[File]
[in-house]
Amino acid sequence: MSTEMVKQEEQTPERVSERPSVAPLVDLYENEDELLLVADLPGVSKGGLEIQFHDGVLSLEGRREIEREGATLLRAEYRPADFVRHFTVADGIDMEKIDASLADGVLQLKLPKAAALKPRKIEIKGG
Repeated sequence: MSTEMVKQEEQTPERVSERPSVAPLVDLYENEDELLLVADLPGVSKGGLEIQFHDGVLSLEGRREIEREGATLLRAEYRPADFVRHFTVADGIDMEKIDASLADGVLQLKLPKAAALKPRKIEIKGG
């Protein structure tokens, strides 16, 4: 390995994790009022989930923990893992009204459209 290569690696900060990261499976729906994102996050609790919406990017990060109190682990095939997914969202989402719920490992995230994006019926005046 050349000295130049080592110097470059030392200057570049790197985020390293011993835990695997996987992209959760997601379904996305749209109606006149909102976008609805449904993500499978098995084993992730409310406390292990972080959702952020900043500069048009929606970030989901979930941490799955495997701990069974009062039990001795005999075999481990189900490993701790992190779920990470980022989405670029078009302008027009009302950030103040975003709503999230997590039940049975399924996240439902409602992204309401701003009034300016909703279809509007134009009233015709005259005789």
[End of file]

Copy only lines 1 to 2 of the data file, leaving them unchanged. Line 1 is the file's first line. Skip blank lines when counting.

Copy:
[in-house]
Amino acid sequence: MSTEMVKQEEQTPERVSERPSVAPLVDLYENEDELLLVADLPGVSKGGLEIQFHDGVLSLEGRREIEREGATLLRAEYRPADFVRHFTVADGIDMEKIDASLADGVLQLKLPKAAALKPRKIEIKGG